Evolving epidemiology of malignancies in HIV

Curr Opin Oncol. 2008 Sep;20(5):534-40. doi: 10.1097/CCO.0b013e32830a5080.


Purpose of review: Morbidity and mortality related to malignancy are increasing in HIV-infected patients. We aim at reviewing the literature on recent changes in the incidence of AIDS-defining and non-AIDS-defining malignancies and the specific characteristics of the main cancers emerging in HIV-infected patients.

Recent findings: Currently, malignancies are the most frequent underlying cause of death (around one-third) of HIV-infected patients. Since the introduction of combination antiretroviral therapy, the incidence of Kaposi's sarcoma and cerebral lymphoma (among AIDS-defining cancers) decreased in parallel with AIDS-defining infections, whereas the incidence of systemic non-Hodgkin's lymphoma and cervical cancer decreased less than others and remains higher in HIV-infected patients than in the general population. The most recent and large studies have also shown a 1.7-3-fold higher risk of developing non-AIDS malignancies in HIV-infected patients as compared with the general population without a significant impact of combination antiretroviral therapy on these trends. These malignancies include Hodgkin's disease, lung, anal, head and neck cancers, hemopathies, and conjunctival cancers. In addition, the poorer prognosis reported in HIV-infected patients affected by malignancies might be interpreted as a consequence of late screening or immunosuppression.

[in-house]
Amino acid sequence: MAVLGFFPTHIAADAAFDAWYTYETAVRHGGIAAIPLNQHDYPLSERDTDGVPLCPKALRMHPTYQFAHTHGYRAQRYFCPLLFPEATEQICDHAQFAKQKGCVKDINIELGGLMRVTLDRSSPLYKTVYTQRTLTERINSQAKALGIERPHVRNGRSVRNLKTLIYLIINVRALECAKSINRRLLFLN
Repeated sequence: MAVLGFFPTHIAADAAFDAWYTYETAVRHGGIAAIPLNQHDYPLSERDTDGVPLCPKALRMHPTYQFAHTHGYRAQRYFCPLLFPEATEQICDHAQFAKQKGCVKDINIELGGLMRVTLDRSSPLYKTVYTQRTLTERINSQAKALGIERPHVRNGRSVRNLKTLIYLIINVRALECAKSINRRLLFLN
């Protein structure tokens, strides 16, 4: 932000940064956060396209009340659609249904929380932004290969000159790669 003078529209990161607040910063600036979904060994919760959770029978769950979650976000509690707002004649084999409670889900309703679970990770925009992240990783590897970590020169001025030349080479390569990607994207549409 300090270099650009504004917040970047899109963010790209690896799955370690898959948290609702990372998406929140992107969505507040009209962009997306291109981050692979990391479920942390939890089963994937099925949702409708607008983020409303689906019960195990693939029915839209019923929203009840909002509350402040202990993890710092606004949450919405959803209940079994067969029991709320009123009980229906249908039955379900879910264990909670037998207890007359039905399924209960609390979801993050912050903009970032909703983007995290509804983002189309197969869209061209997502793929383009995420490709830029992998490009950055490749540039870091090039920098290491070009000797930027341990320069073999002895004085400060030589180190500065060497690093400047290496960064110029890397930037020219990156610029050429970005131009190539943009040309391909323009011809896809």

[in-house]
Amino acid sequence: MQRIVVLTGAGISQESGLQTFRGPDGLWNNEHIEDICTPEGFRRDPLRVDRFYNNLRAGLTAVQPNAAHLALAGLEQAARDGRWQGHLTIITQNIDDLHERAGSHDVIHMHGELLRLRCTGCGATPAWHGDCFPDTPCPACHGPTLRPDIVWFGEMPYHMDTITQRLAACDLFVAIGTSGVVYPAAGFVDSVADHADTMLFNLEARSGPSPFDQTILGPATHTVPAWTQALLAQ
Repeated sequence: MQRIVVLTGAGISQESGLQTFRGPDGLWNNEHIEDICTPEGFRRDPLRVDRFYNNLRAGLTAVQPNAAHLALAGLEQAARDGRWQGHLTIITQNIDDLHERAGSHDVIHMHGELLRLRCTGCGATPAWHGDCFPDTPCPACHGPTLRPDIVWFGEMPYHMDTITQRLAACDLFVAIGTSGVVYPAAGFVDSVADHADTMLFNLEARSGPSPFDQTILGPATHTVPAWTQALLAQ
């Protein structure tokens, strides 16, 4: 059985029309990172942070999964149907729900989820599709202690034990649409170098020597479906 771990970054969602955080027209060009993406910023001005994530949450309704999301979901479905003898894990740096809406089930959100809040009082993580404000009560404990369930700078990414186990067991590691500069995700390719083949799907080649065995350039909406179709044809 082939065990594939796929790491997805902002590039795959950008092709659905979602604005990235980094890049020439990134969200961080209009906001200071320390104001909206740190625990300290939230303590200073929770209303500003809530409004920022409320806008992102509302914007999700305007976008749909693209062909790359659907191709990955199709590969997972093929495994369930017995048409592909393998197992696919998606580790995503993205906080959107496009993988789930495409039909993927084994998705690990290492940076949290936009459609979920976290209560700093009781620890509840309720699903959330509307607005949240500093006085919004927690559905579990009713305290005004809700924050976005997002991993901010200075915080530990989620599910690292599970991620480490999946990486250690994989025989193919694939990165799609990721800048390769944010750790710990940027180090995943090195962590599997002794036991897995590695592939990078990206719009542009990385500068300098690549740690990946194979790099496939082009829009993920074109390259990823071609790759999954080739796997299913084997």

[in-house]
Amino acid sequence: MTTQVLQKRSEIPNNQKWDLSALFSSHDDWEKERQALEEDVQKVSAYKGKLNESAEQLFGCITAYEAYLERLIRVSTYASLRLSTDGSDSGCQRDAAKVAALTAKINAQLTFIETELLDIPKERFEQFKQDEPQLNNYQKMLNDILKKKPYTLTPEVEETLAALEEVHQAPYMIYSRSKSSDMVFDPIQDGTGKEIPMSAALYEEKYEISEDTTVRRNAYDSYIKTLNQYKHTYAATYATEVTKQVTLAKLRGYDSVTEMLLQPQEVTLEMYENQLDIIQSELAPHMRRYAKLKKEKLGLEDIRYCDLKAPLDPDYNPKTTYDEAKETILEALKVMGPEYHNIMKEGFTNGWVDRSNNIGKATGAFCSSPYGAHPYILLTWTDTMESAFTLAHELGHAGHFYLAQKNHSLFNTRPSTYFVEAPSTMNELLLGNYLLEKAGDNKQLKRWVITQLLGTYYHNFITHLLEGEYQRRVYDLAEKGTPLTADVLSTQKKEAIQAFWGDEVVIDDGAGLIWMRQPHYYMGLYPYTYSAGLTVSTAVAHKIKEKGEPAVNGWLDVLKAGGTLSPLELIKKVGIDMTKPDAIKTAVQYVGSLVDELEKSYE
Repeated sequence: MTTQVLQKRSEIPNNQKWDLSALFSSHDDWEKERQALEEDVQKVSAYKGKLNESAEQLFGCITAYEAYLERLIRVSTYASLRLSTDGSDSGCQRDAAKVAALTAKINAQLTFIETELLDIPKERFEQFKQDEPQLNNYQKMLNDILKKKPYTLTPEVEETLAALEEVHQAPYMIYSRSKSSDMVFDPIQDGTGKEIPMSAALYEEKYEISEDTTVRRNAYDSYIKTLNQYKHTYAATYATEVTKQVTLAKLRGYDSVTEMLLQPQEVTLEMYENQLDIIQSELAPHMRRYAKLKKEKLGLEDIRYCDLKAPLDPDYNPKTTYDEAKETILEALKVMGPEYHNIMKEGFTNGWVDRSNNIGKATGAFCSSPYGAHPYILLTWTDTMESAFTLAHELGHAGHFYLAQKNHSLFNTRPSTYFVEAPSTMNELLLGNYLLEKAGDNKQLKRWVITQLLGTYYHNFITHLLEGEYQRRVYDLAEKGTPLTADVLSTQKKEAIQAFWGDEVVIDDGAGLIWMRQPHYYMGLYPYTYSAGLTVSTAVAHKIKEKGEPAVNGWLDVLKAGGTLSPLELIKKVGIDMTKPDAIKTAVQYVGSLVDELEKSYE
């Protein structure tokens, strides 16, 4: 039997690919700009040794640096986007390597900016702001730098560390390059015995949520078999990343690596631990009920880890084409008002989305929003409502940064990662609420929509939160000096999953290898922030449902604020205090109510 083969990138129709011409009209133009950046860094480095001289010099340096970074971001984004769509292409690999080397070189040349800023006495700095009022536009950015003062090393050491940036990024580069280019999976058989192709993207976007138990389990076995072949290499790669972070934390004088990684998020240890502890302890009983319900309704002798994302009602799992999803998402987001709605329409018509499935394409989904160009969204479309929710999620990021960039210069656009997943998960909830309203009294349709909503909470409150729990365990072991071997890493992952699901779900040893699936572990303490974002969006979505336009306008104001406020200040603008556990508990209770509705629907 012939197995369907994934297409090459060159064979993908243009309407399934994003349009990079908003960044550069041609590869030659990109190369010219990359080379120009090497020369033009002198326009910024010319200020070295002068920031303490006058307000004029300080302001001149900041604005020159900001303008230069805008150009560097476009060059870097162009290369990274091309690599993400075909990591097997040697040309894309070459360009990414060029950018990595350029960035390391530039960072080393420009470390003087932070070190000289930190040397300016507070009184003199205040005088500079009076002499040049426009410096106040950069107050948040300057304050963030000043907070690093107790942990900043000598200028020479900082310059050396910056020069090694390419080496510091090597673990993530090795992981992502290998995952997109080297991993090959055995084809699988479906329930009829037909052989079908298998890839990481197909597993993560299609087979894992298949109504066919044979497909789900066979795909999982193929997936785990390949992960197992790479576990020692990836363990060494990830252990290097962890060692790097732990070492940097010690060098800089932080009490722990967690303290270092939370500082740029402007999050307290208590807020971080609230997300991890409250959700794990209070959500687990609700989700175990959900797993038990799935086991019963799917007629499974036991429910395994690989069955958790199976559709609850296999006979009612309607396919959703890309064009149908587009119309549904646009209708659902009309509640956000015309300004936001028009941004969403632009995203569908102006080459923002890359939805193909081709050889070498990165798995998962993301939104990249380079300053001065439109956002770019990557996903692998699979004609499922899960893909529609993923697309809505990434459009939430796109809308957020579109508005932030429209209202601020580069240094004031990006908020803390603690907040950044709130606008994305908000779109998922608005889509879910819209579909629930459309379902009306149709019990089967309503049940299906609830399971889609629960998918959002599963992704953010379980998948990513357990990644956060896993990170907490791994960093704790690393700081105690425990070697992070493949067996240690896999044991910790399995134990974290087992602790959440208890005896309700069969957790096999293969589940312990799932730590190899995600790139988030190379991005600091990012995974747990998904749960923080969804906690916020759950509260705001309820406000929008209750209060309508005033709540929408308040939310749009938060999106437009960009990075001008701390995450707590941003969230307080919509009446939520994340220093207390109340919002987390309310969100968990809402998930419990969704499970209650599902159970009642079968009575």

Summary: Prevention and screening management procedures need to be assessed on the basis of specific evidence-based studies in the HIV-infected population. Interventions, known to be efficacious in other populations, should systematically be used or adapted if necessary (alcohol and tobacco cessation programs and viral coinfection management). The respective role of HIV itself, immunosuppression, and antiretrovirals as pro-oncogenic factors need to be further examined.

Publication types

  • Review

MeSH terms

  • Antiretroviral Therapy, Highly Active
  • HIV Infections / complications*
  • HIV Infections / drug therapy
  • Humans
  • Neoplasms / epidemiology*
  • Neoplasms / etiology